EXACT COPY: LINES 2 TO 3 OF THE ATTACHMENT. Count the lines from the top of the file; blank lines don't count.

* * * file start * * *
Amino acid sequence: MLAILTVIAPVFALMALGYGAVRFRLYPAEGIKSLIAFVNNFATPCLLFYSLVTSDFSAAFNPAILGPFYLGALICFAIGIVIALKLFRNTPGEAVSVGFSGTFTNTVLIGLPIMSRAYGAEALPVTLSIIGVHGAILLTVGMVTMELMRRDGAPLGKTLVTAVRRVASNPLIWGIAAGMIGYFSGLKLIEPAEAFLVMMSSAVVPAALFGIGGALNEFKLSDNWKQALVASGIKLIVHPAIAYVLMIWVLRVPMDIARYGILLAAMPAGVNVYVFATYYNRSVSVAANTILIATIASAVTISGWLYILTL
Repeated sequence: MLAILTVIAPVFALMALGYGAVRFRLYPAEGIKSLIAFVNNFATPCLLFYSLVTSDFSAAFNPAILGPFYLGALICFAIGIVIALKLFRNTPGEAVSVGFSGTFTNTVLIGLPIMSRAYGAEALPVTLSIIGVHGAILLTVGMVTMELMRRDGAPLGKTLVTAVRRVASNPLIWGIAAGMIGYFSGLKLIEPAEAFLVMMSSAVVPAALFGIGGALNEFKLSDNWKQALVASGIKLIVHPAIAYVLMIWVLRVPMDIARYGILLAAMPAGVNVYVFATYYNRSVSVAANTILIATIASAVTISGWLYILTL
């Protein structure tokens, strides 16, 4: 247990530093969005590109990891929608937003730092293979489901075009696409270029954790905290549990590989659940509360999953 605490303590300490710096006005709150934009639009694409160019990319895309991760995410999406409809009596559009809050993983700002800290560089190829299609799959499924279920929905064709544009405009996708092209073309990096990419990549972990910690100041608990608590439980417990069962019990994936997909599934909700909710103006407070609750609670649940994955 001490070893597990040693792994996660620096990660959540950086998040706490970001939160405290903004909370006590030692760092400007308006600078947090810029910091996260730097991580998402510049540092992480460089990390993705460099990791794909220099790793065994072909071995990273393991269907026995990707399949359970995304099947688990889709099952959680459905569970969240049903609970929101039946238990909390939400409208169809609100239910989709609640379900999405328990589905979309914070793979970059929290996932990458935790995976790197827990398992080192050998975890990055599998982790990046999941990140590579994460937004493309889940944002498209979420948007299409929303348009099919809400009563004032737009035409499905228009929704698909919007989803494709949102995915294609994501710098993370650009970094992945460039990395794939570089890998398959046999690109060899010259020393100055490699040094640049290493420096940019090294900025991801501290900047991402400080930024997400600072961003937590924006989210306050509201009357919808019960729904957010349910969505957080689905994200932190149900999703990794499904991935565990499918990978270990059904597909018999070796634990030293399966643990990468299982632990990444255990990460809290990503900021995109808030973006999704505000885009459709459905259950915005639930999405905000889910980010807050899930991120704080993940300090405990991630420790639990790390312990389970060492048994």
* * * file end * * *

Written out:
Repeated sequence: MLAILTVIAPVFALMALGYGAVRFRLYPAEGIKSLIAFVNNFATPCLLFYSLVTSDFSAAFNPAILGPFYLGALICFAIGIVIALKLFRNTPGEAVSVGFSGTFTNTVLIGLPIMSRAYGAEALPVTLSIIGVHGAILLTVGMVTMELMRRDGAPLGKTLVTAVRRVASNPLIWGIAAGMIGYFSGLKLIEPAEAFLVMMSSAVVPAALFGIGGALNEFKLSDNWKQALVASGIKLIVHPAIAYVLMIWVLRVPMDIARYGILLAAMPAGVNVYVFATYYNRSVSVAANTILIATIASAVTISGWLYILTL
């Protein structure tokens, strides 16, 4: 247990530093969005590109990891929608937003730092293979489901075009696409270029954790905290549990590989659940509360999953 605490303590300490710096006005709150934009639009694409160019990319895309991760995410999406409809009596559009809050993983700002800290560089190829299609799959499924279920929905064709544009405009996708092209073309990096990419990549972990910690100041608990608590439980417990069962019990994936997909599934909700909710103006407070609750609670649940994955 001490070893597990040693792994996660620096990660959540950086998040706490970001939160405290903004909370006590030692760092400007308006600078947090810029910091996260730097991580998402510049540092992480460089990390993705460099990791794909220099790793065994072909071995990273393991269907026995990707399949359970995304099947688990889709099952959680459905569970969240049903609970929101039946238990909390939400409208169809609100239910989709609640379900999405328990589905979309914070793979970059929290996932990458935790995976790197827990398992080192050998975890990055599998982790990046999941990140590579994460937004493309889940944002498209979420948007299409929303348009099919809400009563004032737009035409499905228009929704698909919007989803494709949102995915294609994501710098993370650009970094992945460039990395794939570089890998398959046999690109060899010259020393100055490699040094640049290493420096940019090294900025991801501290900047991402400080930024997400600072961003937590924006989210306050509201009357919808019960729904957010349910969505957080689905994200932190149900999703990794499904991935565990499918990978270990059904597909018999070796634990030293399966643990990468299982632990990444255990990460809290990503900021995109808030973006999704505000885009459709459905259950915005639930999405905000889910980010807050899930991120704080993940300090405990991630420790639990790390312990389970060492048994």